Since there is no cure and no vaccine for West Nile, the best hope of slowing the outbreak may be inside a laboratory in Fort Collins, Colo. Researchers at the CDC’s Division of Vector Borne Illnesses are working to track this mysterious disease.
Scientists sort mosquitoes gathered in the field by species and by sex, since only females bite humans. The bugs are ground up so that they can be tested for the virus, telling researchers how fast it is spreading, and where pesticides should be used and whether or not they are working.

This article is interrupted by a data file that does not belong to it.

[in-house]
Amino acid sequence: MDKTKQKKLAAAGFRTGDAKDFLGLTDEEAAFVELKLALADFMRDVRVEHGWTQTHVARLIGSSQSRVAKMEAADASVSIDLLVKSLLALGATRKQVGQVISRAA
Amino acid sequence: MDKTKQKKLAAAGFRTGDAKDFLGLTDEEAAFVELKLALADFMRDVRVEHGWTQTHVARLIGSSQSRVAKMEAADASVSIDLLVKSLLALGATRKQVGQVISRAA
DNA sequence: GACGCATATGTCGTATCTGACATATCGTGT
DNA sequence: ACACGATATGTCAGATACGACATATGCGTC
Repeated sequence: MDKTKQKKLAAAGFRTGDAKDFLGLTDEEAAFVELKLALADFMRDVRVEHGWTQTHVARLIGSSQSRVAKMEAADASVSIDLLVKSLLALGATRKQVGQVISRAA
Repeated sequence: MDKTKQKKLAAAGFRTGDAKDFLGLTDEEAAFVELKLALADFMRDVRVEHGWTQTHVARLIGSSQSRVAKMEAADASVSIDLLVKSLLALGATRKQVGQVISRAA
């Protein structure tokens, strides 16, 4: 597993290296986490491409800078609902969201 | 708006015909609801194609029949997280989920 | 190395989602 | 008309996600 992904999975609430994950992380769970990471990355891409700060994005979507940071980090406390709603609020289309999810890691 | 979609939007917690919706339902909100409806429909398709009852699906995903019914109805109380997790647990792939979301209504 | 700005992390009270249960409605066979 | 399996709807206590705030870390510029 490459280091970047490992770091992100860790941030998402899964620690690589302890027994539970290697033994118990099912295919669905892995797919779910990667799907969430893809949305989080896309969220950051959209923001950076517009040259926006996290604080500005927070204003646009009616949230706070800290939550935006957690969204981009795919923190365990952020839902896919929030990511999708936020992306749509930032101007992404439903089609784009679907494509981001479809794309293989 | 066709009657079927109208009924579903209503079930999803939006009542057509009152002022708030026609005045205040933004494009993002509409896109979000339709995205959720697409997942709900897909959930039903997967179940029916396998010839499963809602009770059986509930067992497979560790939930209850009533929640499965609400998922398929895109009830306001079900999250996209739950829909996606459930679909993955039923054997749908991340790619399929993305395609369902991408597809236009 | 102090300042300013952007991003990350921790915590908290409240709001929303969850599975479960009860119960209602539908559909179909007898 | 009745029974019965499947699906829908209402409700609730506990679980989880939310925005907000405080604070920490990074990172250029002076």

When used correctly, the pesticides are highly effective at killing off mosquitoes. But aerial spraying in cities such as Dallas has led to a backlash from residents who worry that the spraying may be dangerous.
Dr. Lyle Petersen, the director of the CDC’s Division of Vector Borne Illnesses, is the man leading the government’s battle against West Nile and maintains that spraying is safe.
“The EPA has looked at all of this, and has deemed these pesticides as being safe,” Peterson said.